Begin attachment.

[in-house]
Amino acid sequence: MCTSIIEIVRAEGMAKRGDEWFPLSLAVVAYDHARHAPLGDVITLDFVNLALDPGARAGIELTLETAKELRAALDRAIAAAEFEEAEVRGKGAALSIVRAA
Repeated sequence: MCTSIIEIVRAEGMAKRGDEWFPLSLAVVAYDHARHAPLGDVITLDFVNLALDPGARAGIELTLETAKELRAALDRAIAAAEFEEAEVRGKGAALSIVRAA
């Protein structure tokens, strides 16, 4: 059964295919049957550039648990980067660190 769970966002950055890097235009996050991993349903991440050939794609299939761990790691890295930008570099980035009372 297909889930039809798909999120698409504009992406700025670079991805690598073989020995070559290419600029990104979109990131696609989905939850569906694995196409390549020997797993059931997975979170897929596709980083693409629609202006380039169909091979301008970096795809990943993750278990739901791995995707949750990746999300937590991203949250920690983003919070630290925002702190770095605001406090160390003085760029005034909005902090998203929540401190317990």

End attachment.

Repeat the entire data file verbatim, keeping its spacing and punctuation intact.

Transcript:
[in-house]
Amino acid sequence: MCTSIIEIVRAEGMAKRGDEWFPLSLAVVAYDHARHAPLGDVITLDFVNLALDPGARAGIELTLETAKELRAALDRAIAAAEFEEAEVRGKGAALSIVRAA
Repeated sequence: MCTSIIEIVRAEGMAKRGDEWFPLSLAVVAYDHARHAPLGDVITLDFVNLALDPGARAGIELTLETAKELRAALDRAIAAAEFEEAEVRGKGAALSIVRAA
């Protein structure tokens, strides 16, 4: 059964295919049957550039648990980067660190 769970966002950055890097235009996050991993349903991440050939794609299939761990790691890295930008570099980035009372 297909889930039809798909999120698409504009992406700025670079991805690598073989020995070559290419600029990104979109990131696609989905939850569906694995196409390549020997797993059931997975979170897929596709980083693409629609202006380039169909091979301008970096795809990943993750278990739901791995995707949750990746999300937590991203949250920690983003919070630290925002702190770095605001406090160390003085760029005034909005902090998203929540401190317990």